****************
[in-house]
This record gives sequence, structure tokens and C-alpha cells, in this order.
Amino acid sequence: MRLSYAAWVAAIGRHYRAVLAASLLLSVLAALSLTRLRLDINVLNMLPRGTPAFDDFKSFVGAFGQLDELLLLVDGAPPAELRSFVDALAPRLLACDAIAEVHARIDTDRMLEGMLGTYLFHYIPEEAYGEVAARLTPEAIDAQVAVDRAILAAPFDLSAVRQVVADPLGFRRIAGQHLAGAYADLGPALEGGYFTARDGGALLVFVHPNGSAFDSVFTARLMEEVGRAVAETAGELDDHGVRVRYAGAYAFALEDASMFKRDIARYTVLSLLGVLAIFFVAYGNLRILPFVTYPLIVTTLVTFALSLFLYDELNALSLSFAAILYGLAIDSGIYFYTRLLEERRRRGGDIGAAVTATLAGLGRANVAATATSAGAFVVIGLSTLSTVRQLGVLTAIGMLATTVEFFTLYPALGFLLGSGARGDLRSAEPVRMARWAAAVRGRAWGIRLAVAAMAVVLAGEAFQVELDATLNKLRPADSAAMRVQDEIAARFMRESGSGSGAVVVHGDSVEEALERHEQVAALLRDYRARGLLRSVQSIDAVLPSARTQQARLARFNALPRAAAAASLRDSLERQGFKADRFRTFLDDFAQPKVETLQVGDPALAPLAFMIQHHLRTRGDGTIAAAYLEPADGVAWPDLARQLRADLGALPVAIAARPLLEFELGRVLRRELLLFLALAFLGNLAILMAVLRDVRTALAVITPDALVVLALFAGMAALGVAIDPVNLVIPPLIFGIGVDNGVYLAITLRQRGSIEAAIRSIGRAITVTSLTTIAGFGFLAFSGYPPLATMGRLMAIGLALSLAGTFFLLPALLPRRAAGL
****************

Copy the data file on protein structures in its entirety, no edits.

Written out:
[in-house]
This record gives sequence, structure tokens and C-alpha cells, in this order.
Amino acid sequence: MRLSYAAWVAAIGRHYRAVLAASLLLSVLAALSLTRLRLDINVLNMLPRGTPAFDDFKSFVGAFGQLDELLLLVDGAPPAELRSFVDALAPRLLACDAIAEVHARIDTDRMLEGMLGTYLFHYIPEEAYGEVAARLTPEAIDAQVAVDRAILAAPFDLSAVRQVVADPLGFRRIAGQHLAGAYADLGPALEGGYFTARDGGALLVFVHPNGSAFDSVFTARLMEEVGRAVAETAGELDDHGVRVRYAGAYAFALEDASMFKRDIARYTVLSLLGVLAIFFVAYGNLRILPFVTYPLIVTTLVTFALSLFLYDELNALSLSFAAILYGLAIDSGIYFYTRLLEERRRRGGDIGAAVTATLAGLGRANVAATATSAGAFVVIGLSTLSTVRQLGVLTAIGMLATTVEFFTLYPALGFLLGSGARGDLRSAEPVRMARWAAAVRGRAWGIRLAVAAMAVVLAGEAFQVELDATLNKLRPADSAAMRVQDEIAARFMRESGSGSGAVVVHGDSVEEALERHEQVAALLRDYRARGLLRSVQSIDAVLPSARTQQARLARFNALPRAAAAASLRDSLERQGFKADRFRTFLDDFAQPKVETLQVGDPALAPLAFMIQHHLRTRGDGTIAAAYLEPADGVAWPDLARQLRADLGALPVAIAARPLLEFELGRVLRRELLLFLALAFLGNLAILMAVLRDVRTALAVITPDALVVLALFAGMAALGVAIDPVNLVIPPLIFGIGVDNGVYLAITLRQRGSIEAAIRSIGRAITVTSLTTIAGFGFLAFSGYPPLATMGRLMAIGLALSLAGTFFLLPALLPRRAAGL